Cory Albertson has, according to the story, put together an algorithm that helps him put together many daily fantasy lineups on any given day, which allows him to enter many fantasy contests and overall make him money. Not every day, the story says a couple of times, but overall. He expects to make $1,000,000 this year, he says.
He makes so much money, according to the story, that he went out and test drove a Tesla!
Yes, that’s my snark. There are a few red flags in this story that challenge the writer’s competence or veracity. For one thing, AlbertsonÂ didn’t buy an expensive car, he test drove one. And he broke the speed limit!
For another, Brad Regan, the writer, blithely reports that Albertson got into the game because a friend started a Daily Sports Fantasy Game last year and waived theÂ fees so that Albertson would help populate the board, making it look like his contests were more popular than they were.
The biggest impediment to winning any gambling game, from daily fantasy basketball to trading stocks as a day trader to online poker to horse racing, is the takeout. That is, you and the other players may put in $100 in money into the pot, but the service rakes some of that for itself, before they pay out some lesser percentage to the winners. That’s how they make money. It should be needless to say, that if your bets are not raked you have a much better chance of winning than if they are.
ReganÂ doesn’t pursue the question of whether Albertson is now subject to the house fees. He doesn’t discuss how much the house usually takes out of a daily fantasy pot when Albertson isn’t playing. He leaves out the single most important piece of the way the business works, while pitching us that Albertson is some new breed of non-gambler who uses data to drive his decisions.
I say Non-gambler because Albertson tries to make the case that betting on Daily Fantasy Sports isn’t a gamble, because he uses his algorithm, which apparently takes all the subjectivity out of it. You can be the judge of that judgment, intellectual and ethical. I say, no wonder Albertson’s religious parents remain concerned about him.
The other interesting bit comes when Andrew Wiggins, who started DraftDay, a daily fantasy game service, talks about the need to get casual players to play. The idea is that the small fish, who might put up a $10 or $20 bid on a daily fantasy team, will drive the growth of the game. That’s what Wiggins wants, because he gets a cut out of every bet made.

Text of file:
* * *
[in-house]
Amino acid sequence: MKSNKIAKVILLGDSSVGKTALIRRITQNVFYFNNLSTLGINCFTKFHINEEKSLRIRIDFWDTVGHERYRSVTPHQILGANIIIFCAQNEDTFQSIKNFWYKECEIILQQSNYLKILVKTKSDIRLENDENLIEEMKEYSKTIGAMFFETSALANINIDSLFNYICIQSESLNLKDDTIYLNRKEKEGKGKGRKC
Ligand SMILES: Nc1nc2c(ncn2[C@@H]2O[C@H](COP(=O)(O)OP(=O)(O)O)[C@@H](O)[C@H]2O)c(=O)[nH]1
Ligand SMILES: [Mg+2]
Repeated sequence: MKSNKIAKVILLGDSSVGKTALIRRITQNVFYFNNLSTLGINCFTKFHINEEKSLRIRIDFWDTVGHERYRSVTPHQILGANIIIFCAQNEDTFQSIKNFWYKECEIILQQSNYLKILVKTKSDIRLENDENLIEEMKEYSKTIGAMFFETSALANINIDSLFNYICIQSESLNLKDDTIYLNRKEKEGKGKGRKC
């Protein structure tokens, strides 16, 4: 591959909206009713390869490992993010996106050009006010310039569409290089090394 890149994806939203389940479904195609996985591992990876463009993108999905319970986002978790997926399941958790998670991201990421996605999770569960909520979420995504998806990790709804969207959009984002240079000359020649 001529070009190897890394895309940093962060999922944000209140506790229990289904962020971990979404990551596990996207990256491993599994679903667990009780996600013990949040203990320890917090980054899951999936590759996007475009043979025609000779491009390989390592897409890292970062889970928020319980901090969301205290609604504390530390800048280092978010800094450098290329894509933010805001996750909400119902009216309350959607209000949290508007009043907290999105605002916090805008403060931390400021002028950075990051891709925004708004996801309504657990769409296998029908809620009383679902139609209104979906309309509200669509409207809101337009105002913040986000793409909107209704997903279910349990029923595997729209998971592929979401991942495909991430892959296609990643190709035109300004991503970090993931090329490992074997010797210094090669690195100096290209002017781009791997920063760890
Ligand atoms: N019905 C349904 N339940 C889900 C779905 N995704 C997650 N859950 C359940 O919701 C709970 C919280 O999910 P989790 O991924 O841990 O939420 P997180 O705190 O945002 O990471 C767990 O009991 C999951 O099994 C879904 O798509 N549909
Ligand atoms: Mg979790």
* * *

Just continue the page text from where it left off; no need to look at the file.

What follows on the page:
But Regan quotes Albertson deftly crushing Wiggins’ dream: The smart guys, Albertson says, will feast on the casual player. This, as Wiggins surely knows (he and I played in a fantasy baseball league that was populated with some professional poker players who feasted on online poker guppies, back in the day before that business collapsed for legal reasons, as well as this inconvenient fact), is surely what will happen.
That imbalance, when heavy advertising is drawing in fresh blood, is one reason that a shark like Albertson and his algorithm might legitimately be doing well. Seasoned players with good data will crush the haphazard random player, the way a card sharp will crush a county fair card game if you give him enough time (but watch out for the rake, it’s going to charity).
Right now daily fantasy sports are a young and growing business. They have appeal to skilled and less-skilled players because of the short results horizon. I can see the appeal, but any smart story about the game should really talk about the way it works, and not pitch some fairy tale get rich quick by working hard line that reads more like a slow pitch PR piece for the industry than the human interest storyÂ is is dressed up as.
I don’t know that Cory Albertson didn’t make $200,000 playing daily fantasy sports, and if he did I don’t know for sure that he won because he didn’t have to pay the fees that normal fantasy players would usually have to pay. I do know that this story and its failure to accurately describe the way the games work casts doubt on every part of the story that can’t be fact checked.